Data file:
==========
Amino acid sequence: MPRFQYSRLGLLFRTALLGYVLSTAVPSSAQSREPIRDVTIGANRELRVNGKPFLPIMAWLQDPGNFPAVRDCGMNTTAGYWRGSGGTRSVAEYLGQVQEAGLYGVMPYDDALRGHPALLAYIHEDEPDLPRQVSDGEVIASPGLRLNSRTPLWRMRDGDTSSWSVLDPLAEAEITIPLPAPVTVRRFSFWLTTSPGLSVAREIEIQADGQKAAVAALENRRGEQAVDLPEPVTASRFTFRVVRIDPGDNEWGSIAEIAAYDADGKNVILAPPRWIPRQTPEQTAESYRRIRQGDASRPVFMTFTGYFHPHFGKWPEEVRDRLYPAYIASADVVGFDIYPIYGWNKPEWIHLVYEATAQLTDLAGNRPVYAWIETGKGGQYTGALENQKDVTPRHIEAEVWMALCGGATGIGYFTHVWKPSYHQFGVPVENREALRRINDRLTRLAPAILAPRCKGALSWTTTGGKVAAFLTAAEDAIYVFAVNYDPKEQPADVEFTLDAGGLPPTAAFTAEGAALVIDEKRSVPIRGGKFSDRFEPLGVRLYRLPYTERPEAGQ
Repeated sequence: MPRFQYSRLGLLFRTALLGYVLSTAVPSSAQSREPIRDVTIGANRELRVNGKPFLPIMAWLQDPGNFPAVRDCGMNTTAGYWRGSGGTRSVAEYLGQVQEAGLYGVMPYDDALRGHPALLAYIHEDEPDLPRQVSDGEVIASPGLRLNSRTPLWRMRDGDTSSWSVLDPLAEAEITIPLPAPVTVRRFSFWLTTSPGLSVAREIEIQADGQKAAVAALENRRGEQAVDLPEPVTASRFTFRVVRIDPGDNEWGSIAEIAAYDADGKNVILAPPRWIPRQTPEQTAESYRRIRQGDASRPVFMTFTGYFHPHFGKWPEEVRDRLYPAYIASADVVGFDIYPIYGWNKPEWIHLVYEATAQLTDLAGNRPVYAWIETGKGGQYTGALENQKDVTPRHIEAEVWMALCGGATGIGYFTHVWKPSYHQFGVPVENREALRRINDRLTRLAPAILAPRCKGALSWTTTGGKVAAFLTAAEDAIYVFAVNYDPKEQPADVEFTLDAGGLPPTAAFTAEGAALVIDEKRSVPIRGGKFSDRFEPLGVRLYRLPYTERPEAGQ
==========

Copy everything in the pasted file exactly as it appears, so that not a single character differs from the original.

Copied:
Amino acid sequence: MPRFQYSRLGLLFRTALLGYVLSTAVPSSAQSREPIRDVTIGANRELRVNGKPFLPIMAWLQDPGNFPAVRDCGMNTTAGYWRGSGGTRSVAEYLGQVQEAGLYGVMPYDDALRGHPALLAYIHEDEPDLPRQVSDGEVIASPGLRLNSRTPLWRMRDGDTSSWSVLDPLAEAEITIPLPAPVTVRRFSFWLTTSPGLSVAREIEIQADGQKAAVAALENRRGEQAVDLPEPVTASRFTFRVVRIDPGDNEWGSIAEIAAYDADGKNVILAPPRWIPRQTPEQTAESYRRIRQGDASRPVFMTFTGYFHPHFGKWPEEVRDRLYPAYIASADVVGFDIYPIYGWNKPEWIHLVYEATAQLTDLAGNRPVYAWIETGKGGQYTGALENQKDVTPRHIEAEVWMALCGGATGIGYFTHVWKPSYHQFGVPVENREALRRINDRLTRLAPAILAPRCKGALSWTTTGGKVAAFLTAAEDAIYVFAVNYDPKEQPADVEFTLDAGGLPPTAAFTAEGAALVIDEKRSVPIRGGKFSDRFEPLGVRLYRLPYTERPEAGQ
Repeated sequence: MPRFQYSRLGLLFRTALLGYVLSTAVPSSAQSREPIRDVTIGANRELRVNGKPFLPIMAWLQDPGNFPAVRDCGMNTTAGYWRGSGGTRSVAEYLGQVQEAGLYGVMPYDDALRGHPALLAYIHEDEPDLPRQVSDGEVIASPGLRLNSRTPLWRMRDGDTSSWSVLDPLAEAEITIPLPAPVTVRRFSFWLTTSPGLSVAREIEIQADGQKAAVAALENRRGEQAVDLPEPVTASRFTFRVVRIDPGDNEWGSIAEIAAYDADGKNVILAPPRWIPRQTPEQTAESYRRIRQGDASRPVFMTFTGYFHPHFGKWPEEVRDRLYPAYIASADVVGFDIYPIYGWNKPEWIHLVYEATAQLTDLAGNRPVYAWIETGKGGQYTGALENQKDVTPRHIEAEVWMALCGGATGIGYFTHVWKPSYHQFGVPVENREALRRINDRLTRLAPAILAPRCKGALSWTTTGGKVAAFLTAAEDAIYVFAVNYDPKEQPADVEFTLDAGGLPPTAAFTAEGAALVIDEKRSVPIRGGKFSDRFEPLGVRLYRLPYTERPEAGQ